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Carroll County Times
Carroll County

Westminster attorney remembered for inspiration, loyalty

A man's life can be measured in a number of ways. Wealth. Status. Friendships.

The friends and family members of Charles O. Fisher Sr. said the life of the longtime Westminster attorney could be measured by the number of people he inspired. Fisher, who died Friday at 95 years old, was a man of integrity and loyalty, two traits he wanted everyone to share, they said.

Fisher gave 65 years of his life to the justice system and the practice of law. Three of his children became lawyers - two of them went to the same college and law school as their father.

"When you grew up in Charles Fisher's house, you believed that [being a lawyer] was a noble profession and that you were meant to help people," said his youngest child, Miriam Fisher, a partner at the Latham & Watkins law firm in Washington, D.C. "It has been my privilege to continue his legacy as best as I can.

"If you had a father like Charles Fisher, you'd want to walk in his footsteps, too."

Fisher graduated from Loyola College in 1938, then began taking night classes at the University of Maryland School of Law while serving as a social worker in Baltimore. His law education was interrupted by America's involvement in World War II.

He enlisted in the Army in 1941 and married Margaret Gunther in 1942 while on leave. He served in the Army's Signal Corps and was discharged in 1946 as a captain.

Once he returned home, Fisher was given the opportunity to join D. Eugene Walsh in Westminster to form the law firm Walsh & Fisher. Fisher successfully petitioned the Court of Appeals of Maryland to allow him to take the bar before graduating from law school in order to accept the new job in Westminster.

Fisher passed the bar in 1946 then graduated from law school in 1947. Fisher practiced law for 65 years, until retiring earlier this year.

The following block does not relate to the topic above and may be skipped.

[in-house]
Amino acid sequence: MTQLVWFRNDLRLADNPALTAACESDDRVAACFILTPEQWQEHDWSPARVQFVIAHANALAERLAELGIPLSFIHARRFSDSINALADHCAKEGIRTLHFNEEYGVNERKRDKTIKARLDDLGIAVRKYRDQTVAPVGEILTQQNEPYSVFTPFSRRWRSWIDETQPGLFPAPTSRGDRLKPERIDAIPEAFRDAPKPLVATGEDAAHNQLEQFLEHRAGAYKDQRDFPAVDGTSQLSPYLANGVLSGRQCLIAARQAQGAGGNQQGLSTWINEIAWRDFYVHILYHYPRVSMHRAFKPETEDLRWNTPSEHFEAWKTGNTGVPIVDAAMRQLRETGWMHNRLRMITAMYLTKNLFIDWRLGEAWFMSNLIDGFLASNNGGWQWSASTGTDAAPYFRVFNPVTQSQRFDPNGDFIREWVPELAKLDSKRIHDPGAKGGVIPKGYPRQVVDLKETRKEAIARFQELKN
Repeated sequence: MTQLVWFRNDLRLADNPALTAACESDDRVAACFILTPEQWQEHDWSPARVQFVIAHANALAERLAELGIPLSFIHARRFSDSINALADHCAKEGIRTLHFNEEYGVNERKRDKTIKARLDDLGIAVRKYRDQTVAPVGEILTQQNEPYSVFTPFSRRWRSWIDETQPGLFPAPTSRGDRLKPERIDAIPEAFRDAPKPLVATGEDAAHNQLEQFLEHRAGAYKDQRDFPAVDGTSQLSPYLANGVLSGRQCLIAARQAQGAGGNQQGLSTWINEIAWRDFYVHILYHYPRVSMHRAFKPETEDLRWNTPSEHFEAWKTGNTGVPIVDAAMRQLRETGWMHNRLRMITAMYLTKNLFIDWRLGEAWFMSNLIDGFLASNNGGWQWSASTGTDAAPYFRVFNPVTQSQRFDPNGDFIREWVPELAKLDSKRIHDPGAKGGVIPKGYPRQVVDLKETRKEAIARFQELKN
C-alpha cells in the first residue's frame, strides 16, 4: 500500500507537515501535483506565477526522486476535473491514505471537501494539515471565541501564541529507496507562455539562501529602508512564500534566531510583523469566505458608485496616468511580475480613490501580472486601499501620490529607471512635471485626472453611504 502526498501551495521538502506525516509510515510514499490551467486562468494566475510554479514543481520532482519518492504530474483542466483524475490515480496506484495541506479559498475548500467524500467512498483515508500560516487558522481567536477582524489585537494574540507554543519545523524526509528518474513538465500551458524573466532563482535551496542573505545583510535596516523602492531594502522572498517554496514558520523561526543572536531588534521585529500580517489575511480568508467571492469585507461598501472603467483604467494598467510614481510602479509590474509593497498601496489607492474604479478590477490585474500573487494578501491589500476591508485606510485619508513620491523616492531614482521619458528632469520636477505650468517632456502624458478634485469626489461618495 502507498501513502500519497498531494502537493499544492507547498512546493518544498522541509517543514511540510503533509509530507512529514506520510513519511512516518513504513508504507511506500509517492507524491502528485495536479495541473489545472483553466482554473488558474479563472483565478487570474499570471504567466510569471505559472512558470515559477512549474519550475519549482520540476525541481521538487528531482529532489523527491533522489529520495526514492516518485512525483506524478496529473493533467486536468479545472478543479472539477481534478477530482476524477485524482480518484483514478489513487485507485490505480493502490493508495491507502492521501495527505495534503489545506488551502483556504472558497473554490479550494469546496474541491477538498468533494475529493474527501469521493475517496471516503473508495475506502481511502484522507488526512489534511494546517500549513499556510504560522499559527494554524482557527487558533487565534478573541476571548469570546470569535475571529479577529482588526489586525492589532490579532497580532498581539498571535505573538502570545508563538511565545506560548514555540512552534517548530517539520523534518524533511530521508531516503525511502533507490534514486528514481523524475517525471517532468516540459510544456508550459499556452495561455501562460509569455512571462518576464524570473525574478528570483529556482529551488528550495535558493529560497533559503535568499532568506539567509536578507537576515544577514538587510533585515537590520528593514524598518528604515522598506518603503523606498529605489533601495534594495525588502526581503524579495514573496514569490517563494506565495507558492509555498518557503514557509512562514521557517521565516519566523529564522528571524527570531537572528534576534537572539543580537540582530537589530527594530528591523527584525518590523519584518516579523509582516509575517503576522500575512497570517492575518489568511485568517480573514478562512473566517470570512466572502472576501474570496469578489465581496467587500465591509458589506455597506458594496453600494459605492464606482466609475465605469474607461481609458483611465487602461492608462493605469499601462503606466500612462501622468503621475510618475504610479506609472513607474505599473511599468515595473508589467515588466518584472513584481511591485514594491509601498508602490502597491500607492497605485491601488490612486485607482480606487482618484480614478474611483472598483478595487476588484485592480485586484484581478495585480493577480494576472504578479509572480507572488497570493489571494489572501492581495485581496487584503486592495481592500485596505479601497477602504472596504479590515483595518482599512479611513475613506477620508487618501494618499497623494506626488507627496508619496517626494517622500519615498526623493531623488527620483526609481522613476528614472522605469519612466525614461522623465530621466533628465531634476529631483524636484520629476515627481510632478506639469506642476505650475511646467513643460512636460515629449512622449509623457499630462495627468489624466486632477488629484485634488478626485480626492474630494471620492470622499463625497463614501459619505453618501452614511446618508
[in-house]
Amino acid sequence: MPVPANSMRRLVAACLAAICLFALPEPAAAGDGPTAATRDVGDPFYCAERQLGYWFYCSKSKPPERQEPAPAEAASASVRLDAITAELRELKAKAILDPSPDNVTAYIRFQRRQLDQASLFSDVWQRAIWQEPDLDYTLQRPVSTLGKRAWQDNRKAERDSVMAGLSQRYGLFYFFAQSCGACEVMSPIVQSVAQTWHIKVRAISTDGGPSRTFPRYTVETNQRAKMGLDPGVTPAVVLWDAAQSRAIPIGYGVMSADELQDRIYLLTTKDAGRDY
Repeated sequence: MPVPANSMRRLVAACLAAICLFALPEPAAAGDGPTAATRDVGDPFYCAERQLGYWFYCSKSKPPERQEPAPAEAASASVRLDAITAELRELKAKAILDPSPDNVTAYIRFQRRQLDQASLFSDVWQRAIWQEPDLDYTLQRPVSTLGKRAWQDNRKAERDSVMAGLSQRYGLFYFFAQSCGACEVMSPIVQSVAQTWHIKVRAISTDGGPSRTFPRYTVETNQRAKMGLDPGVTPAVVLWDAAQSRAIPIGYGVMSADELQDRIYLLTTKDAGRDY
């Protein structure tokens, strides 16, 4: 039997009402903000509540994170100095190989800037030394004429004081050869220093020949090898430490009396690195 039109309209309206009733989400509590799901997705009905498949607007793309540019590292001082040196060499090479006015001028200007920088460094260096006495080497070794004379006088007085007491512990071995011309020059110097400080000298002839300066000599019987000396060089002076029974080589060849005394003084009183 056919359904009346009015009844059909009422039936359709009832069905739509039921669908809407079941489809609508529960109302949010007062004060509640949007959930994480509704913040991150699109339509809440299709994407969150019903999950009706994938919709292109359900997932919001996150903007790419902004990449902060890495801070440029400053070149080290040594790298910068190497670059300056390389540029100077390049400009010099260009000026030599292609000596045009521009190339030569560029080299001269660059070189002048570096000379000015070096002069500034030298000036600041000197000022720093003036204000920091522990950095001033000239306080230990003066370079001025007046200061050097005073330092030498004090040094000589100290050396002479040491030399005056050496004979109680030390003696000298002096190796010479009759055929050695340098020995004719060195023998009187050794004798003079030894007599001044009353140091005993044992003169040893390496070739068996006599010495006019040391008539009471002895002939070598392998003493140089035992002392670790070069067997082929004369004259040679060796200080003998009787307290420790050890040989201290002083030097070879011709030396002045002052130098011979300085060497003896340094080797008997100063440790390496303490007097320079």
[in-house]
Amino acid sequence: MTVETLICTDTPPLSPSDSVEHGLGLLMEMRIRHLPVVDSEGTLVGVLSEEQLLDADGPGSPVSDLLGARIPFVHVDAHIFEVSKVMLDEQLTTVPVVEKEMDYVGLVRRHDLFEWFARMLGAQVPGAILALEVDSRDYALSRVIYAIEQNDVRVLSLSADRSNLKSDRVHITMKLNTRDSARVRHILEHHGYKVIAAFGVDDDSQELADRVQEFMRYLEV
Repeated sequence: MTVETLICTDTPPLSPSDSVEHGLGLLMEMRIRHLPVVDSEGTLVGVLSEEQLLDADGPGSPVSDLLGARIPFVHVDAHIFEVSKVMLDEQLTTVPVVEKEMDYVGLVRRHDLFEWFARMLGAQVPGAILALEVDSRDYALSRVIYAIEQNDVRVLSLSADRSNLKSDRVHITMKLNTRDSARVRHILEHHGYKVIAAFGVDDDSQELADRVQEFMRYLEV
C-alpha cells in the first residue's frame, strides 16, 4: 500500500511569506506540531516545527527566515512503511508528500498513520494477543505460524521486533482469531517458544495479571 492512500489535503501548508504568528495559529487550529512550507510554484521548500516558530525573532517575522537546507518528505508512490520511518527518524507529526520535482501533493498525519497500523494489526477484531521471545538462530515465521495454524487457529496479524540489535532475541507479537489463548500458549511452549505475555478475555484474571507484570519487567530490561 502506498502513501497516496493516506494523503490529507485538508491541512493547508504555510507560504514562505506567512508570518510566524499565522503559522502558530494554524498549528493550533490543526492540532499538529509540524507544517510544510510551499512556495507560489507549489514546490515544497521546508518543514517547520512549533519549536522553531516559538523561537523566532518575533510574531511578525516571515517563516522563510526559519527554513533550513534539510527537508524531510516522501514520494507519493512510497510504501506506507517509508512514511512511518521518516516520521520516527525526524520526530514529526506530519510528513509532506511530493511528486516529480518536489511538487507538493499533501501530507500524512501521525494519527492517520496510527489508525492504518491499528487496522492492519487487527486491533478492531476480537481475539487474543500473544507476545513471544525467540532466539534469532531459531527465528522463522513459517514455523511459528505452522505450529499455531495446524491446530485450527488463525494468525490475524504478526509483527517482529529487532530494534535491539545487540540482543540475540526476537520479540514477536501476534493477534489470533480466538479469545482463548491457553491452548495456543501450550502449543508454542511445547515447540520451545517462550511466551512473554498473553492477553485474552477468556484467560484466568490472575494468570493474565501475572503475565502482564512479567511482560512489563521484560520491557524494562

Charles Fisher Jr. practiced law for more than 40 years with his father and is now the president of Walsh & Fisher. Working every day with his father, Charles Fisher Jr. said he saw firsthand what it meant to have integrity.

"He expected honesty and transparency from himself and everyone else," Fisher Jr. said. "He has absolutely been an inspiration to me."

A pillar of the law community, the elder Fisher served as president of the Maryland State Bar Association, Maryland Institute for Continuing Professional Education of Lawyers and University of Maryland Law School Alumni Association.

A Baltimore attorney sent Fisher Jr. an email telling him how much his father meant to the attorney.

"The thing about your dad that was so special is that he always elevated everyone around him just by his example," the email read. "Everyone that dealt with him wanted to be like him."

Growing up, Miriam Fisher said she would only get to see her father for 90 minutes a day. He was always busy. One Christmas, as Miriam remembers, her father got a phone call from a Westminster resident hoping to get a family member out of jail for the holidays. Her father promptly left his house to see what he could do to help the family.

"He was always ready to help take care of people and see if he could help them and work out their problems," Miriam said. "He never hesitated for a minute no matter how inconvenient, no matter how tired he was, no matter if it was Sunday or Christmas or 9 o'clock at night."

In 2007, Miriam Fisher endowed a University of Maryland Law School scholarship in her father's name. Two people have been named the Charles O. Fisher Leadership Scholar.

Aside from practicing law, Fisher's other great passion was the Carroll County General Hospital, now Carroll Hospital Center. He was part of a group of business and professional leaders that founded the hospital. He served on the hospital's board of directors since the facility opened in 1961.

Fisher's dedication and loyalty to the hospital was legendary among board members, according to hospital president and CEO John Sernulka. It even had a phrase - the Fisher Oath.

"As long as I've known him, there was always this understanding that when you came onto the board, you came to serve the community and this hospital," Sernulka said. "Mr. Fisher established this expectation of loyalty from every person that was involved in management, served on a committee or was a community leader that served as a board member.

"He expected your loyalty to this hospital, and that was going to be your highest priority and that you were going to do the best job you could as a leader in your role."

Fisher mentored new board members and served as an example of what being a thoughtful and dedicated board member was, Sernulka said.

"His job was to inspire the board to greatness," Sernulka said.

The hospital honored the Westminster lawyer in 2009 with the dedication of the Charles O. Fisher Medical Office Building on its main campus. Fisher served on the hospital's board of directors up until his death. He served on the board for more than 50 years.

Now, Charles Fisher Jr., continues his father's legacy by serving on the board.


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